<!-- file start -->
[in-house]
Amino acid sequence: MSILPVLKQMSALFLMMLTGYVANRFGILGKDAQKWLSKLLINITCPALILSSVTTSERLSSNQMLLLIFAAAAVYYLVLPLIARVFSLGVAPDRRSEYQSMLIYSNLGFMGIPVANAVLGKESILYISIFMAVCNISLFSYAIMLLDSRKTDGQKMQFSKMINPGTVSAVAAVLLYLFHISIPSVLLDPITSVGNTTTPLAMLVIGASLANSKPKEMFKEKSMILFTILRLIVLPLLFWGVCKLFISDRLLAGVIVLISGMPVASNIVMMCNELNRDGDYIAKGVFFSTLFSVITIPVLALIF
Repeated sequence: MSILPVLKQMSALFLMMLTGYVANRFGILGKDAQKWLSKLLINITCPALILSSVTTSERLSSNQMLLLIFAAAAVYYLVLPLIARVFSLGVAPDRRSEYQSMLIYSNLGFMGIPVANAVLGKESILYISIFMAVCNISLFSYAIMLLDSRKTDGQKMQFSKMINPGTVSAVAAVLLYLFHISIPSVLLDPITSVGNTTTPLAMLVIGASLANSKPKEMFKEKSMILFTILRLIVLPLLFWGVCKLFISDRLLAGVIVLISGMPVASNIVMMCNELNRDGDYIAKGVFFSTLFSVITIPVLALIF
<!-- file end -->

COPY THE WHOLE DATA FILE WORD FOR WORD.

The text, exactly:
[in-house]
Amino acid sequence: MSILPVLKQMSALFLMMLTGYVANRFGILGKDAQKWLSKLLINITCPALILSSVTTSERLSSNQMLLLIFAAAAVYYLVLPLIARVFSLGVAPDRRSEYQSMLIYSNLGFMGIPVANAVLGKESILYISIFMAVCNISLFSYAIMLLDSRKTDGQKMQFSKMINPGTVSAVAAVLLYLFHISIPSVLLDPITSVGNTTTPLAMLVIGASLANSKPKEMFKEKSMILFTILRLIVLPLLFWGVCKLFISDRLLAGVIVLISGMPVASNIVMMCNELNRDGDYIAKGVFFSTLFSVITIPVLALIF
Repeated sequence: MSILPVLKQMSALFLMMLTGYVANRFGILGKDAQKWLSKLLINITCPALILSSVTTSERLSSNQMLLLIFAAAAVYYLVLPLIARVFSLGVAPDRRSEYQSMLIYSNLGFMGIPVANAVLGKESILYISIFMAVCNISLFSYAIMLLDSRKTDGQKMQFSKMINPGTVSAVAAVLLYLFHISIPSVLLDPITSVGNTTTPLAMLVIGASLANSKPKEMFKEKSMILFTILRLIVLPLLFWGVCKLFISDRLLAGVIVLISGMPVASNIVMMCNELNRDGDYIAKGVFFSTLFSVITIPVLALIF